It’s For The Birds
One of my fondest childhood memories is of watching Julie Andrews and Dick Van Dyke in the classic 1964 Disney film, “Mary Poppins.” In particular, I always loved the scene where Mary sings, “Feed the Birds” as hundreds of pigeons coo and nibble at the bread crumbs covering the cobblestones at her feet.
Maybe I’m channeling my much younger self, but more and more I’m enjoying watching the flocks of feathered visitors who show up at the bird feeders in our backyard. I have a clear view of the feeders from our kitchen window and often find myself smiling at the antics of the goofy squirrels and their bird-brained brethren who can empty out a newly-filled feeder in under an hour. It’s an amazing thing to see.
In fact, my wife and I often laugh out loud watching the big, bushy squirrels comically stretch far beyond their ability to balance in order to reach the bird feeder hanging from the branches of a young sycamore in the middle of our lawn. They only make that extraordinary effort when they’ve decimated the supply of seeds in the larger feeder that sits atop a single pole closer to our house. The squirrels quickly shimmy up the pole, squeeze their chubby bodies in the cramped space between the wooden roof of the feeder and its base, and then get busy snarfing up the bounty of seeds, peanuts, corn kernels and sunflower seeds inside.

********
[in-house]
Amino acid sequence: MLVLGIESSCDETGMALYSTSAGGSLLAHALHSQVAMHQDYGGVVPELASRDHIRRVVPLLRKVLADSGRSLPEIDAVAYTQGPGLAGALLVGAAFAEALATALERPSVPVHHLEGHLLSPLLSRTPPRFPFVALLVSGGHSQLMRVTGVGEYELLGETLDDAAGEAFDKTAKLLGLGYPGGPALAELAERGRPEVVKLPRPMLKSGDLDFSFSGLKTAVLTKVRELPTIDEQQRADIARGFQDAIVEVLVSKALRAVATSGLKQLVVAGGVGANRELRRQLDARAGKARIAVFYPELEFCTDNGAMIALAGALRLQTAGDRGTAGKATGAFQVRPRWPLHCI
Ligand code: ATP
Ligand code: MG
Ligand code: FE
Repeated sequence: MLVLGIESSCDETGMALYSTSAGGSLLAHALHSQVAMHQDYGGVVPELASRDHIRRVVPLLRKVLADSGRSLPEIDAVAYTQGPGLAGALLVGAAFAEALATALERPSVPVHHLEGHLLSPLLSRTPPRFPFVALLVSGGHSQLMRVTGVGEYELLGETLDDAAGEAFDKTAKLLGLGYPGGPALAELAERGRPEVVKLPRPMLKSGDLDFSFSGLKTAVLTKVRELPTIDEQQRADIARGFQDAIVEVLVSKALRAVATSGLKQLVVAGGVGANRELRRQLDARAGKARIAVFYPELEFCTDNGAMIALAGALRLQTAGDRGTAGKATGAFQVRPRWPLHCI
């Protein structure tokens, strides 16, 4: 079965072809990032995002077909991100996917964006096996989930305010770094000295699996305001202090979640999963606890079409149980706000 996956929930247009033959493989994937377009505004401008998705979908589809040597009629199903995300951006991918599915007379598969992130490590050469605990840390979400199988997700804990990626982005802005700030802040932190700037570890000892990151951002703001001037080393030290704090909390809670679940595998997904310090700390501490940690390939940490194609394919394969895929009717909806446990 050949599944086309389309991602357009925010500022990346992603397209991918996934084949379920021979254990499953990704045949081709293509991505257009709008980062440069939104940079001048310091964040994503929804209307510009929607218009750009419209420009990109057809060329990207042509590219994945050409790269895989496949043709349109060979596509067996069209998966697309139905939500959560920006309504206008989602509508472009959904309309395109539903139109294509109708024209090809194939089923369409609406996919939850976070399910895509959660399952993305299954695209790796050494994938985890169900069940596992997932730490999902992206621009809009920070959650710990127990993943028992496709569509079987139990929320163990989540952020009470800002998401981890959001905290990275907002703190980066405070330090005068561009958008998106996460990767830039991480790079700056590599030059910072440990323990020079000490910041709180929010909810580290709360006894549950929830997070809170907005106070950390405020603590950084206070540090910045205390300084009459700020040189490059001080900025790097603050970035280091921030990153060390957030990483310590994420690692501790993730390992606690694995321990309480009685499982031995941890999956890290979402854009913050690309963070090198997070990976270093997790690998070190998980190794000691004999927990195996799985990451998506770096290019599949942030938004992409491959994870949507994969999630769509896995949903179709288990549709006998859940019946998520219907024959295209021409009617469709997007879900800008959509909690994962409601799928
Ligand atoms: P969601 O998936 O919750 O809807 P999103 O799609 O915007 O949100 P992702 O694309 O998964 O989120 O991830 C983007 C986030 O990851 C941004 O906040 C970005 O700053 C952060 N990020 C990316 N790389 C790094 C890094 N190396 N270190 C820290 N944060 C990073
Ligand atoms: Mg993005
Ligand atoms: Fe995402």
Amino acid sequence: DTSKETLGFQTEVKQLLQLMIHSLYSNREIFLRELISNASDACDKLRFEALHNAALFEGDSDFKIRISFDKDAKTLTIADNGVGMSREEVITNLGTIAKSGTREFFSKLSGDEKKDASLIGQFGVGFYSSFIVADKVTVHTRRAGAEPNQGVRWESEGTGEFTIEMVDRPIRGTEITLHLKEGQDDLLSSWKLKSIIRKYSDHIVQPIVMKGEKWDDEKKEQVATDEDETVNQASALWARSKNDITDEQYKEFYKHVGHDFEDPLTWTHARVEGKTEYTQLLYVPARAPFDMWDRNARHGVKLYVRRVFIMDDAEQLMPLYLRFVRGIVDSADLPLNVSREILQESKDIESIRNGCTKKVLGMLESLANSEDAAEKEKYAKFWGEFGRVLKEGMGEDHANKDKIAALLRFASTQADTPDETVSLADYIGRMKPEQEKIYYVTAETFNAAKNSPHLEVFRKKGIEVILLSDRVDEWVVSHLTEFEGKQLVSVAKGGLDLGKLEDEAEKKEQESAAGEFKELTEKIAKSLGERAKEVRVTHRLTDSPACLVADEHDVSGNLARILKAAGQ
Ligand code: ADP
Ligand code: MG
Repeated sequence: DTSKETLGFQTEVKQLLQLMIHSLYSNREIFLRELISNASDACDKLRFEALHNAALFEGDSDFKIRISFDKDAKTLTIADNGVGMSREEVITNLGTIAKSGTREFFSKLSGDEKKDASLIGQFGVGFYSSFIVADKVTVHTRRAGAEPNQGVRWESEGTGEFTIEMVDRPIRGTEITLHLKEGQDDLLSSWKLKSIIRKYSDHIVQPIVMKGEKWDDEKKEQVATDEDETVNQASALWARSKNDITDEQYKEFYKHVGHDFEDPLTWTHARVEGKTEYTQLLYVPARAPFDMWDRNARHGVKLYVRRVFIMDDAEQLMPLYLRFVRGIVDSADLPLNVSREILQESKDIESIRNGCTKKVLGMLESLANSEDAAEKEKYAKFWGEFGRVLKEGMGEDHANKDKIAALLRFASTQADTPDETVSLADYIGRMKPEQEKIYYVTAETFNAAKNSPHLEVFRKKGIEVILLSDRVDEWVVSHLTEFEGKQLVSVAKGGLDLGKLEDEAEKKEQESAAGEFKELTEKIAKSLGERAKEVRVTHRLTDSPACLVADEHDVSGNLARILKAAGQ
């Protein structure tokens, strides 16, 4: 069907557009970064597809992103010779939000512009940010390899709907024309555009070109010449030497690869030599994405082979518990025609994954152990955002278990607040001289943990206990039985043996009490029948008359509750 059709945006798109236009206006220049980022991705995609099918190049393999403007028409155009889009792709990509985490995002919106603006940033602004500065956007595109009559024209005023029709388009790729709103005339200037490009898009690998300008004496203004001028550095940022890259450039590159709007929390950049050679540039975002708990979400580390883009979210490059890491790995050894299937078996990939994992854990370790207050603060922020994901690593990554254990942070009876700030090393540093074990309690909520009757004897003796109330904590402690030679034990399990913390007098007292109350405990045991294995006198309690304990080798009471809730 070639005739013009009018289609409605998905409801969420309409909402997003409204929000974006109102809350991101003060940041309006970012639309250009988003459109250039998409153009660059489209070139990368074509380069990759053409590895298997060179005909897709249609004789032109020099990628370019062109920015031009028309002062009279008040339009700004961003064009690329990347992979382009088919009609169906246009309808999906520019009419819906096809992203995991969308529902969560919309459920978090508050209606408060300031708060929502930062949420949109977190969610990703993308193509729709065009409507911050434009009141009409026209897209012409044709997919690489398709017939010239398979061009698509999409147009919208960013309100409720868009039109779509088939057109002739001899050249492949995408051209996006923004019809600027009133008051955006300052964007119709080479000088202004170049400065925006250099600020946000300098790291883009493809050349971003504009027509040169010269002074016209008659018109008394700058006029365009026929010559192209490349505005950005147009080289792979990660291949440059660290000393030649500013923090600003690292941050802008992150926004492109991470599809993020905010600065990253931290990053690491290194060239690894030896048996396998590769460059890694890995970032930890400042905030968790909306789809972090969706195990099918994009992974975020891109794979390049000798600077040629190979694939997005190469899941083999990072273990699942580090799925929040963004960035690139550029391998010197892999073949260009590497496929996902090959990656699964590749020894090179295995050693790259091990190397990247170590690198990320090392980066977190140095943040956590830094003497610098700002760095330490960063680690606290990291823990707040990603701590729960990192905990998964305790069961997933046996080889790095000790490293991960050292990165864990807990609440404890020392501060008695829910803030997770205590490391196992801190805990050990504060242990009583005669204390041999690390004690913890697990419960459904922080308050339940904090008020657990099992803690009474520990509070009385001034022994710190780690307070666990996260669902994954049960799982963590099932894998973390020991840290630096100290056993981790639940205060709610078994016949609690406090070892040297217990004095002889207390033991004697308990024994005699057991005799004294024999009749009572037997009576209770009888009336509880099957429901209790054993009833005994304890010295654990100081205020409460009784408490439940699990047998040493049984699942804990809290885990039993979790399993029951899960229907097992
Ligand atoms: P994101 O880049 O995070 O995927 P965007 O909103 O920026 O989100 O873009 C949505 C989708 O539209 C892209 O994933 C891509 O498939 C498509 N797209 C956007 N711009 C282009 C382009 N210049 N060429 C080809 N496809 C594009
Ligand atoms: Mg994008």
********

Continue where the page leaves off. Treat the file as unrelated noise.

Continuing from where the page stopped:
If I could put a soundtrack to their antics, it would be of a circular saw ripping through wood. The smaller seeds are sent flying through the air as the pigs disguised as squirrels fling out everything that isn’t a peanut or sunflower seed. It’s a hoot. When they’ve had their fill (or have been sent scurrying across the lawn and up the nearest tree by our dog bursting through his doggy door into the backyard), birds soon flock all over the feeder and nearby surroundings to see what slim pickings the squirrels have left.
The only birds able to chase off the squirrels are either the pigeons or the massive, ink-black crows (ravens?) that swoop into the yard like organized crime bosses arriving in town to take care of business. They land like graceful stealth fighters, strut confidently towards the feeders and every creature in the yard beats feet to get out of their way. Even our poor yellow Lab slinks back into the house when those big birds arrive and seize control of the yard.
Obviously, I’m as far from being an ornithologist as the birds in my yard are from being newspaper columnists. (And yes, I hear you out there saying the birds could probably do a better job, thank you very much.) But definite patterns and personalities have emerged as I’ve watched these winged wonders over the years.
I’ve noticed a definite hierarchy (“pecking order” seemed too expected here) in the bird kingdom – from the rude and pushy jays that bully every other bird in sight or the lumbering, “We’re here, we’re hungry, get used to it” presence of pudgy pigeons, to the timid gracefulness of the doves that prefer scavenging seeds from the grass below the feeders than bothering the birds above them on the feeder itself. Some of my favorites, however, are the smaller, blurringly fast finches and sparrows that flit in and out and around and over all the other birds, snatching individual seeds and flying off to consume them somewhere else. These smaller birds are the most colorful and entertaining of them all, often arriving immediately after I’ve refilled the feeders or just before the sun goes down and the other creatures have left.
To this day, I still wish Mary Poppins was a true story. But I’ll settle for singing, “Feed the Birds” to myself as I watch the daily birdie ballet outside my kitchen window.
I’ll see you ’round town.